Indian cinema

India today produces largest number of films, annually in the world.  The first motion picture India saw was in 1896 when the Lumiere Brothers’ Cinematography screened six soundless short films at Watson Hotel, Esplande Mansion, Bombay on July 7.  The first exposing of celluloid in camera by an Indian and its consequent screening took place in 1899, when Harishchandra Bhatvadekar (Save Dada) shot two short films and exhibited them under Edison’s projecting kinetoscope.  J.F. Madan and Abdullah Esoofally launched their carrier with Bioscope shows of imported short films.  N.G. Chitre and R.G. Torney made a silent feature film Pundalik which was released in May 1912, but it was half British in its make.

However, the real beginning of Indian film industry was made only in 1913 when India’s first fully indigenous silent feature film Raja Harischandra was released.  It was produced by Dhundiraj Govind Phalke, more propularly known as Dada Saheb Phalke. Therefore, he has been rightly called as the ‘Father of Indian Cinema’.  The year 1917 marked the birth of first Bengali feature film – Satyawadi Raja Harishchandra, made by Madan’s Eliphinstone Bioscope Company.  In 1919, the first feature film of south India – Keechaka Vadham was made by Nataraja Mudaliar.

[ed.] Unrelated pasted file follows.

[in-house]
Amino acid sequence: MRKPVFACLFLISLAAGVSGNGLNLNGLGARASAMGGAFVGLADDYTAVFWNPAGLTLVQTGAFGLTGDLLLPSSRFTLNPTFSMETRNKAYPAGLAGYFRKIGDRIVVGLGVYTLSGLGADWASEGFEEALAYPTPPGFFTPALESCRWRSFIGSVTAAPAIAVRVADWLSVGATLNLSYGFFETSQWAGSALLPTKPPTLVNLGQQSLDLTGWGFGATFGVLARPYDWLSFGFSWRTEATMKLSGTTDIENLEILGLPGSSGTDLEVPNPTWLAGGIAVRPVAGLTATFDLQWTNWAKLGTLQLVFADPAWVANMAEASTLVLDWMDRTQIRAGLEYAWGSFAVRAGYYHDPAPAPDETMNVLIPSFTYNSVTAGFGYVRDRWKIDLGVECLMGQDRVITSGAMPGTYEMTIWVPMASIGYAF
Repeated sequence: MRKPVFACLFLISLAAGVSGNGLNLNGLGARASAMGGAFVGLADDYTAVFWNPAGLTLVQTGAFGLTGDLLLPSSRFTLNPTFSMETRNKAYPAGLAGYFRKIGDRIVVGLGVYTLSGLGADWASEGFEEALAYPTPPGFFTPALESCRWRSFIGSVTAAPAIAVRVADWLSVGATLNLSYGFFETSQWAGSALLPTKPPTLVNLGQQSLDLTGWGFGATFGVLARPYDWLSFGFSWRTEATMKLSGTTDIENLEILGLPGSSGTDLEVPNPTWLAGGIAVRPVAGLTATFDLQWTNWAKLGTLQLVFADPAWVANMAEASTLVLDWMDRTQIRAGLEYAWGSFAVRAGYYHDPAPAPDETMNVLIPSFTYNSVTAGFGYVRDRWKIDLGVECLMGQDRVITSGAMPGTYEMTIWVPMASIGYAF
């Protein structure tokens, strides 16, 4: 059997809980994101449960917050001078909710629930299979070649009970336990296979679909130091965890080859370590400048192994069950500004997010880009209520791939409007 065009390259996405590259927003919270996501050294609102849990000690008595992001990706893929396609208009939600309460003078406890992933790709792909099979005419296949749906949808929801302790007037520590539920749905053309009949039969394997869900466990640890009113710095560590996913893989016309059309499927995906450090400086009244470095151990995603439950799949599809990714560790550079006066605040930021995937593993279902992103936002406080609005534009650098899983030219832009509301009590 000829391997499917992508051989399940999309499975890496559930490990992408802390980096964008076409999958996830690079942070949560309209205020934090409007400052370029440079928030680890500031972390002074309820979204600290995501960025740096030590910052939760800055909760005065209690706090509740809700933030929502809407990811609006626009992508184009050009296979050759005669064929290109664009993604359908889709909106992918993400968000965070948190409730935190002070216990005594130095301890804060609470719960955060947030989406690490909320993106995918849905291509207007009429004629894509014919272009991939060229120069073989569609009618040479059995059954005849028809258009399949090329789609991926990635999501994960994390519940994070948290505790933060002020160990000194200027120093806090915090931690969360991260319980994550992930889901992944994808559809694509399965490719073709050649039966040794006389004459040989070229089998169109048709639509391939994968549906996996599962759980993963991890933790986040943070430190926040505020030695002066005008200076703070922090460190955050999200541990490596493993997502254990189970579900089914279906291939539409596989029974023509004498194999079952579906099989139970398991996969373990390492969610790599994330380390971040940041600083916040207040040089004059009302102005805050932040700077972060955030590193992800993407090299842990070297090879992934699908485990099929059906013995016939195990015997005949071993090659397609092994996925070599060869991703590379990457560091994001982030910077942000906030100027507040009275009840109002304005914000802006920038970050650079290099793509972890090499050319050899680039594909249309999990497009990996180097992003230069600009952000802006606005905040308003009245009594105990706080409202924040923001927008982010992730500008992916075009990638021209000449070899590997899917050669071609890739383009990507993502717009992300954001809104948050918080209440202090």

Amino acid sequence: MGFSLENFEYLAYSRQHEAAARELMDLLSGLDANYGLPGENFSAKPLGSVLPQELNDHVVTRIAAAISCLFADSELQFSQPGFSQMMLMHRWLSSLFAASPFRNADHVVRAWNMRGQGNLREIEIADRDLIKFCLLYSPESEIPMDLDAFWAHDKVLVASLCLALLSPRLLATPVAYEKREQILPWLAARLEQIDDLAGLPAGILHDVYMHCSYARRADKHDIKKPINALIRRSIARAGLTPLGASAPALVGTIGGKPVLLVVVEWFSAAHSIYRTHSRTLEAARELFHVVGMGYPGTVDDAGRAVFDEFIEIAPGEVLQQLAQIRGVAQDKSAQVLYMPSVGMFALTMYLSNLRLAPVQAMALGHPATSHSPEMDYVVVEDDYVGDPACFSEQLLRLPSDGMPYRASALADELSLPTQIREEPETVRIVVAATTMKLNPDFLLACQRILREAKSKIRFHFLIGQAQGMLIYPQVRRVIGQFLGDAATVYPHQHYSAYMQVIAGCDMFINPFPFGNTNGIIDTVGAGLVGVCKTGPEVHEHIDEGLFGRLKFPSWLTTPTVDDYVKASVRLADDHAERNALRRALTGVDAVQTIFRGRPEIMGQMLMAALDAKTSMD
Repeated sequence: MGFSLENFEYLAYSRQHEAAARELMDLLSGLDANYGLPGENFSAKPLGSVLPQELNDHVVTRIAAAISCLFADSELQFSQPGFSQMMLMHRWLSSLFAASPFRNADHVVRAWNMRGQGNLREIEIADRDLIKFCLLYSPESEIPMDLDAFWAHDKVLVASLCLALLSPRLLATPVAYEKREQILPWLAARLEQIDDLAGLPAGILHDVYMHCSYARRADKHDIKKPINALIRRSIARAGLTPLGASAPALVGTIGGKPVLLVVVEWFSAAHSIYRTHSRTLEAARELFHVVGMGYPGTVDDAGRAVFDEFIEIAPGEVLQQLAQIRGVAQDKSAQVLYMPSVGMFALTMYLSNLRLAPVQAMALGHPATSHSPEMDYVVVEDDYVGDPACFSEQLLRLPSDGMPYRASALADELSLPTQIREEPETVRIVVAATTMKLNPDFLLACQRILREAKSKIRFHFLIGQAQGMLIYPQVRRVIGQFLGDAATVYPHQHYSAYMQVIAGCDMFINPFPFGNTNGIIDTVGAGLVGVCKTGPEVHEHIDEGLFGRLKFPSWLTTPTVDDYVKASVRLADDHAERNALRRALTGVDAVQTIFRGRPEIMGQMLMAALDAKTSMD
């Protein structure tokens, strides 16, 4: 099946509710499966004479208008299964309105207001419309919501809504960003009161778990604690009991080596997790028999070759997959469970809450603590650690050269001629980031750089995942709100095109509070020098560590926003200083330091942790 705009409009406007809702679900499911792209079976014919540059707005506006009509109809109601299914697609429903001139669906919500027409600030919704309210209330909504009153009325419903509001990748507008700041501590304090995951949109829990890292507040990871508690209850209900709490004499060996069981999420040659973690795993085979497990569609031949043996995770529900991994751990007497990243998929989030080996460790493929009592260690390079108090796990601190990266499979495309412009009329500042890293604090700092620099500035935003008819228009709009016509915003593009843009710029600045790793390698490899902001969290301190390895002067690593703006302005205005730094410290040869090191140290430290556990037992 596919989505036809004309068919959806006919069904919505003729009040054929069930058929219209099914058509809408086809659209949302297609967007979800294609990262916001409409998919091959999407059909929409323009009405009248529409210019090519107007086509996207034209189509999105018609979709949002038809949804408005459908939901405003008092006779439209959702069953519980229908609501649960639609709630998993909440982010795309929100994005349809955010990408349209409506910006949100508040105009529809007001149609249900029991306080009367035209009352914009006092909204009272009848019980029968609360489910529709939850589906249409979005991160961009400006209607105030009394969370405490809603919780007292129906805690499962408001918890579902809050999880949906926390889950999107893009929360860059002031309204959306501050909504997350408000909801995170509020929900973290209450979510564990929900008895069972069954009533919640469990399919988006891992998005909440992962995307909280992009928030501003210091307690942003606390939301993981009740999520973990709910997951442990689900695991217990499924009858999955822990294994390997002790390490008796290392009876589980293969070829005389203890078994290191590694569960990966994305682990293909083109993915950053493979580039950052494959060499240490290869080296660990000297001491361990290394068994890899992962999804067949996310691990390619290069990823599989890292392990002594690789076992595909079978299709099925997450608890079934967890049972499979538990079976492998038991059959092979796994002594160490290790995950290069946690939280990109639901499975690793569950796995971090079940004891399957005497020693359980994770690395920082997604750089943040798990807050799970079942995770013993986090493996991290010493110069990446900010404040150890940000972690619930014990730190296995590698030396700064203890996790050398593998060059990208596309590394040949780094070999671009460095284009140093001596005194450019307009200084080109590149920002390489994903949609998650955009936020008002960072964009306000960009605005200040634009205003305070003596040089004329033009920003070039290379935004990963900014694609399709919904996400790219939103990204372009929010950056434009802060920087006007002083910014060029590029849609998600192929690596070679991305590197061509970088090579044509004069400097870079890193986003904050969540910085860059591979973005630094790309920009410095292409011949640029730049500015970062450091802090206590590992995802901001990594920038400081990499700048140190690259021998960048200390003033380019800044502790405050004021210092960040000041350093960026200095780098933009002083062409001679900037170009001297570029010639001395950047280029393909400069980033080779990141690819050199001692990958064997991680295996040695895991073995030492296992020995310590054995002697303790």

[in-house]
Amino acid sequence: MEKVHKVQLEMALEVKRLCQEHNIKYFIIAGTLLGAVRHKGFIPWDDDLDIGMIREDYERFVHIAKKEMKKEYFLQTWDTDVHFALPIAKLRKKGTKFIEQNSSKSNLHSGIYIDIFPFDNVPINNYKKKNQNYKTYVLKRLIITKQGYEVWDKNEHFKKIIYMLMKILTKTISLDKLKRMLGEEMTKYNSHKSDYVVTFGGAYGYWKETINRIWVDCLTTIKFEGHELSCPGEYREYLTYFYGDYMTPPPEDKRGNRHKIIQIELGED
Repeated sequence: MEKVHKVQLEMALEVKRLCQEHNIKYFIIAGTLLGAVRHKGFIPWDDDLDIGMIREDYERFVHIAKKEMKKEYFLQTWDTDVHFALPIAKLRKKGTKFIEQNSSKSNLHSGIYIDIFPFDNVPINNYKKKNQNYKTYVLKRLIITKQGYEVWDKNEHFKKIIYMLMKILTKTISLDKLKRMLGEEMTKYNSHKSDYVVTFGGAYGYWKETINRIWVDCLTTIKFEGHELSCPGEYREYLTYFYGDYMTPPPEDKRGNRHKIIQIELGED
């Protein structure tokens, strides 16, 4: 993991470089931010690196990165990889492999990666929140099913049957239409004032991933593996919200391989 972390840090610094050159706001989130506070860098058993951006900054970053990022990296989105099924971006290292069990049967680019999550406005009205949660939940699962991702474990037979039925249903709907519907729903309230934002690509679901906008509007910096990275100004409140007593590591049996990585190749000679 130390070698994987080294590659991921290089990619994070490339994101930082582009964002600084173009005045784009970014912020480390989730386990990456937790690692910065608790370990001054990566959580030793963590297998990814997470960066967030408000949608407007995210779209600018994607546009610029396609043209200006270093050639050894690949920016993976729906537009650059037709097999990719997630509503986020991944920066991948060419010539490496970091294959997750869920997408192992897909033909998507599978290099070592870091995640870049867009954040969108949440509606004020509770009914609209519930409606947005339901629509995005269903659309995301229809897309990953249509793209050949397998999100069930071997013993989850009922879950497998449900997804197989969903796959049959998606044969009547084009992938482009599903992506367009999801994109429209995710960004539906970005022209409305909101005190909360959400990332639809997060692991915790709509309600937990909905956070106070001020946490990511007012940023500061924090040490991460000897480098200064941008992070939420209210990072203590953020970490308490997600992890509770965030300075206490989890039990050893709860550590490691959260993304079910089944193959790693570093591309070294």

Indian cinema gradually assumed the role of a regular industry during 1920s.  it also came under the purview of law.

The year 1931 marked the beginning of talkie era when first Indian Talkie Alam Ara, produced by the imperial film company and directly by Ardeshir Irani was released on March 14.  The same year marked the beginning of the talkie era in Bengal and South India also.  The first talkie film in Bengali Jamai Shasthi, Telugu – Bhakta Prahlada and Tamil  – Kalidasa were released 1931.